Economic and political uncertainty in the UK has resulted in the group downgrading its expectations for the amount of letter volume decline (excluding elections) from 5%-7% to 7%-9% for the current financial year.
“People are posting fewer letters and receiving more parcels. We have to adapt to that change. The challenging financial outlook in the UK means that now, more than ever before, we need to make the changes required – and accelerate them – to ensure a successful UK business,” stated chief executive Rico Back.
Group sales increased by 5.1% to £5.17bn in the six months to 29 September, but adjusted operating profit fell by 13.2% to £165m “primarily due to a decline in UKPIL (UK parcels, international and letters) profitability”.
UK parcels sales were up 5.6%, while letters sales fell by 1.4%. Addressed letter volumes declined by 5%, and are down by about 50% since the peak of 2004.
Its GLS continental and North America parcels business grew sales by 14.1% to £1.54bn.
Royal Mail shares fell by 16% to 194.10p after the announcement (52-week high: 347.5p, low: 186.8p).
The business is currently embroiled in a high-profile dispute with union the CWU, with Royal Mail going to court to block potential strikes after workers voted in favour of industrial action.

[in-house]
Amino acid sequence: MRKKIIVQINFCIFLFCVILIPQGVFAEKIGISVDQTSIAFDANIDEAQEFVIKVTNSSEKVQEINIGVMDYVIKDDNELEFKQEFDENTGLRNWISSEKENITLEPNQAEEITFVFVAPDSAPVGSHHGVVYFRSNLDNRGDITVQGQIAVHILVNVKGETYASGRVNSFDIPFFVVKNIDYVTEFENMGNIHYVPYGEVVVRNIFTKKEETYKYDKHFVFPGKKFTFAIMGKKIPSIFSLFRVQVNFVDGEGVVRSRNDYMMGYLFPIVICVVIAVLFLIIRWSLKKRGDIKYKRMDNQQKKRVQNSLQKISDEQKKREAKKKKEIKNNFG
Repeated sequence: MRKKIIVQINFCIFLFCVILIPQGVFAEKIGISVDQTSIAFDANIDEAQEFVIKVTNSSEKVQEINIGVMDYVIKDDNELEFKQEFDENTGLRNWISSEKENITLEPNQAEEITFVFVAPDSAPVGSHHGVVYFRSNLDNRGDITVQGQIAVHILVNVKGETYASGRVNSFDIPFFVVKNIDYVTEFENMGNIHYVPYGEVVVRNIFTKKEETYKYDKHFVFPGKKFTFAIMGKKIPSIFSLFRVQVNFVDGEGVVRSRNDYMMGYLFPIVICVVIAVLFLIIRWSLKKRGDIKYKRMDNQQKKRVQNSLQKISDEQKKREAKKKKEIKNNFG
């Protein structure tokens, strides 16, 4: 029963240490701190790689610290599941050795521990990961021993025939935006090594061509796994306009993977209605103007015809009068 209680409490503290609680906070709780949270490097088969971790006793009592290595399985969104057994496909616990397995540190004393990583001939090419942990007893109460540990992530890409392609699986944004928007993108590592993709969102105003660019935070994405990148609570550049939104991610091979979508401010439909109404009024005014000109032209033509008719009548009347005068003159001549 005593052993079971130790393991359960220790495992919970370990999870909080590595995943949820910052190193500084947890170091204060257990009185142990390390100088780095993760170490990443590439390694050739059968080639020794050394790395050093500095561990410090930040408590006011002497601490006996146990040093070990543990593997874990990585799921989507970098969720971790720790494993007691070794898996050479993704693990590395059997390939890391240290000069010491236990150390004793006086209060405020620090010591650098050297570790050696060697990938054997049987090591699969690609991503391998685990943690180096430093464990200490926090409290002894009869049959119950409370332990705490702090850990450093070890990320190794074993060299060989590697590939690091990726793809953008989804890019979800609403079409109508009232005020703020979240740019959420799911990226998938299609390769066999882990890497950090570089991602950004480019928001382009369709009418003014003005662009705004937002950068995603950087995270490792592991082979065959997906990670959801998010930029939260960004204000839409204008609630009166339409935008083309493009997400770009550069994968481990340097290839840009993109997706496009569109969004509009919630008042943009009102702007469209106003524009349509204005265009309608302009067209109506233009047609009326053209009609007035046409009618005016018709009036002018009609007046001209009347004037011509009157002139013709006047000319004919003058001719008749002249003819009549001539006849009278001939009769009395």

The CWU has now launched an appeal against the injunction.
Back admitted the group’s transformation plan was behind schedule. “We are investing more because of the industrial relations environment, the General Election and Christmas to underpin our quality of service at this key time,” he said.
He warned that revenue and cost headwinds could result in the group’s future UK profits being wiped out, resulting in a break-even performance or at worst a loss, for the 2020/21 financial year.
As part of its ‘Journey 2024’ transformation plan Royal Mail wants to shape-shift so that 70% of sales come from parcels.
In the UK it plans to build three new fully-automated parcel hubs for handling ‘next day’ and larger parcels.
The first, in Warrington, is already in progress and will be able to handle more than 600,000 parcels a day when fully up and running, with go-live scheduled for 2022/23. A site for a second hub in the Midlands has been identified, while options for the third hub location are being assessed.
Royal Mail has also rolled out 1,400 new parcel postboxes for customers sending or returning parcels.
“We want to change from a UK letters company that delivers parcels, into a parcels-led, international company that also delivers letters,” Back stated.